Butterflies for Biodiversity

By Connie Savage

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The famous butterfly walk at Woodford Folk Festival Photo by Connie Savage

Wandering around Woodford Folk Festival you may have noticed areas with large colourful signs emblazoned with the message: ‘RESERVED FOR BUTTERFLIES.’

Although many people love butterflies, few understand the important role they play in the health of insect biodiversity.

With around 60 species of butterflies native to the area, The Butterfly Project has created specific habitats across Woodfordia that cater to their needs.

This includes food plants at the welcome walk, a dam habitat at the butterfly wetland, a selection of butterfly plantings at amenities blocks and specific plants to encourage breeding.

Project leader, Peter Macqueen, said these habitats, although created for butterflies,  contribute to healthier biodiversity for all creatures.

“In the course of providing these butterflies with habitat, we’re also providing for an enormous range of invertebrates,” he said.

“This includes small moths, beetles and insects that not only feed on plants but assist in their life cycles, in turn providing food for other creatures.”

Mr Macqueen said the project is also a great educational tool.

“We run guided butterfly walks with people from as far away as Sydney and Adelaide coming along,” Mr Macqueen said.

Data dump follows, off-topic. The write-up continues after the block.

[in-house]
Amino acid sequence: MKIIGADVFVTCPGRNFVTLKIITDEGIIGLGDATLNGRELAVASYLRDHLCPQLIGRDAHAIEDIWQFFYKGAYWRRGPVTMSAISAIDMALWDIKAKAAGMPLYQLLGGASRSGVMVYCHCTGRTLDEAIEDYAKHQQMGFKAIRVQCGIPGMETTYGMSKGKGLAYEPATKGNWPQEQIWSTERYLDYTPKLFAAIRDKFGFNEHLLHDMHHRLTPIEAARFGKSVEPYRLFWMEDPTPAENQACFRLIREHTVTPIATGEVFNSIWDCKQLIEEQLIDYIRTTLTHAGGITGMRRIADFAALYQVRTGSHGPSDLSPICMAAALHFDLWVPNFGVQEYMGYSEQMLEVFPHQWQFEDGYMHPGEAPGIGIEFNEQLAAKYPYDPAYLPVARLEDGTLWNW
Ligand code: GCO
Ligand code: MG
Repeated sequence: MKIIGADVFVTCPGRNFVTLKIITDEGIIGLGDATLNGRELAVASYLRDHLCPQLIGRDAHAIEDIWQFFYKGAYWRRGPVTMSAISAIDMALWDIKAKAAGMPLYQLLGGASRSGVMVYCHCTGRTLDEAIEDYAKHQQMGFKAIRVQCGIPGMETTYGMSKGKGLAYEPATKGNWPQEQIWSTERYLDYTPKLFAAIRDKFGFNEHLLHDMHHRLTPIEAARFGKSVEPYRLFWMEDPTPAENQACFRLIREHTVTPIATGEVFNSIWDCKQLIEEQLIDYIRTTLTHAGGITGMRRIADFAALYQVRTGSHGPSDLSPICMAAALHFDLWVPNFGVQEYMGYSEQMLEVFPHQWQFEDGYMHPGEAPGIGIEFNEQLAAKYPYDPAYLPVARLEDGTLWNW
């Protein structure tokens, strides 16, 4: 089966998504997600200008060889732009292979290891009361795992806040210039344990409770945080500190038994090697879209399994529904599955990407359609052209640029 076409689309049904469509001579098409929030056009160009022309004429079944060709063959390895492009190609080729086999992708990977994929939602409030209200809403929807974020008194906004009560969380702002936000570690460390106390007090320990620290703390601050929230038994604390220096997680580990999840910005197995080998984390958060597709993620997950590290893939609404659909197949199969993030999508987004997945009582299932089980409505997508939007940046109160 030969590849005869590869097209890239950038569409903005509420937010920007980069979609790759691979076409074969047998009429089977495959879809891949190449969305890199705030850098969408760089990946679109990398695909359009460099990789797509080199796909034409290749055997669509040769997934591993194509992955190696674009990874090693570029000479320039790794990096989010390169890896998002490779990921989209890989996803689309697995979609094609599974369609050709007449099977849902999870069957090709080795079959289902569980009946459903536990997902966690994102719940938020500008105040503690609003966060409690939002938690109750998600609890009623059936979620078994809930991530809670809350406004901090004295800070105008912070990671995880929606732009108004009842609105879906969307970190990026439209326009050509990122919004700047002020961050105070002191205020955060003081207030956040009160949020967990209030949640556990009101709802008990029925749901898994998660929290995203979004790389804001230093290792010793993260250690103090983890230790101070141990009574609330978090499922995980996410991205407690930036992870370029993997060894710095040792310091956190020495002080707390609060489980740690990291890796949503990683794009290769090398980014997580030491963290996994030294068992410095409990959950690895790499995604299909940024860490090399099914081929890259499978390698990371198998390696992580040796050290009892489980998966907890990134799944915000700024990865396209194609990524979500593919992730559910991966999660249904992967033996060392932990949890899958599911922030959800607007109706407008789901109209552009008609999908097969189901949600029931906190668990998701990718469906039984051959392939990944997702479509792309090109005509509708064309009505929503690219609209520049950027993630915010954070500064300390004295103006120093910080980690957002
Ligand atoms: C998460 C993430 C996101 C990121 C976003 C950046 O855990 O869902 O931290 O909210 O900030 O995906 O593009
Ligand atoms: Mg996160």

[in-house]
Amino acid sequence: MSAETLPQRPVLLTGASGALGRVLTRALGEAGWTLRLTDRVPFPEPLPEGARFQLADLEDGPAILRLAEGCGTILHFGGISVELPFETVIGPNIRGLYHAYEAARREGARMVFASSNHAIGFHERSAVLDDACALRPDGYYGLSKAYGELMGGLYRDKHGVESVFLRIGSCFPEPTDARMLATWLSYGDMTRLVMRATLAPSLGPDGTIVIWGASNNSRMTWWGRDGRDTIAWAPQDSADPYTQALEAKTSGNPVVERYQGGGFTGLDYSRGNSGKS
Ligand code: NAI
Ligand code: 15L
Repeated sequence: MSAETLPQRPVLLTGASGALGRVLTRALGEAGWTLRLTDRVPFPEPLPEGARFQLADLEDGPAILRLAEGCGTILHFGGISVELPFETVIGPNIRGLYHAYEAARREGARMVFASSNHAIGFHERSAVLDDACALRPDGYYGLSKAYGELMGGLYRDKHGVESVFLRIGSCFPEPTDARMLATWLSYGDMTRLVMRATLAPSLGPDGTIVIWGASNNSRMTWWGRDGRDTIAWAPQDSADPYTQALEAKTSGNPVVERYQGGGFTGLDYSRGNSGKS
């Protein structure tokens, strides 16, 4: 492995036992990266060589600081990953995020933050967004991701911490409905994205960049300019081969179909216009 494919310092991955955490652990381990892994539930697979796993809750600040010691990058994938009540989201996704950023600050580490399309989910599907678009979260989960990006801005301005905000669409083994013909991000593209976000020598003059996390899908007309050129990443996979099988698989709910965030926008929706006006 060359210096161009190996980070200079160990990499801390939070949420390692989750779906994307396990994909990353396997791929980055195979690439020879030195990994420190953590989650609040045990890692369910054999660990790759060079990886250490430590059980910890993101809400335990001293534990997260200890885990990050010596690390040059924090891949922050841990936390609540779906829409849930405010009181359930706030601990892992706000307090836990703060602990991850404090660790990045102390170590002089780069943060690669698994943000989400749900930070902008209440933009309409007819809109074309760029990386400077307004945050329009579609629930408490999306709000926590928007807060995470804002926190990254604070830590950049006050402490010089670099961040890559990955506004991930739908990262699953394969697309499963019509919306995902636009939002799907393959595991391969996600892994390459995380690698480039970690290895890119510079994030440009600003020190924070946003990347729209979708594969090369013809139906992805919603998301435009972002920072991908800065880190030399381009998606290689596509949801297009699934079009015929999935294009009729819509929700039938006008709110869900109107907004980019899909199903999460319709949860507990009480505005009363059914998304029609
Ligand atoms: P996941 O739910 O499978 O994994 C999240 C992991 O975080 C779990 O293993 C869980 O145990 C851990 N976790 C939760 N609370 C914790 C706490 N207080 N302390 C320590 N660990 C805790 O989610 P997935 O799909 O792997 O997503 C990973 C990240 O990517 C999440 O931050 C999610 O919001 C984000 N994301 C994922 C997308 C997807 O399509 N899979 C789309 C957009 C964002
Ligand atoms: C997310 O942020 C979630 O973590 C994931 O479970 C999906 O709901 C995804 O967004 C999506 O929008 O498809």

“We want to inspire them to really think about what they plant in their gardens. It’s about providing food for the caterpillars rather than just the flowers to attract adult butterflies.

“And, the more people who plant those host plants, the greater chance you’ll get some interesting visitors to your garden.”

With only a small core group of people who work on the project, Mr Macqueen said the contributions of volunteers and festival-goers is essential.

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Improving the environment for butterflies has wide benefits. Photo by Connie Savage

“At Woodford, there’s the opportunity to purchase a tree ribbon that provides funding towards not just buying another plant, but materials for maintenance such as mulch and tree guards,” he said.

“In May we also have a planting festival where we plant more hosts for butterflies.”

To get involved with The Butterfly Project visit the Forest Woodford tent at the festival or email butterflies@woodfordia.com

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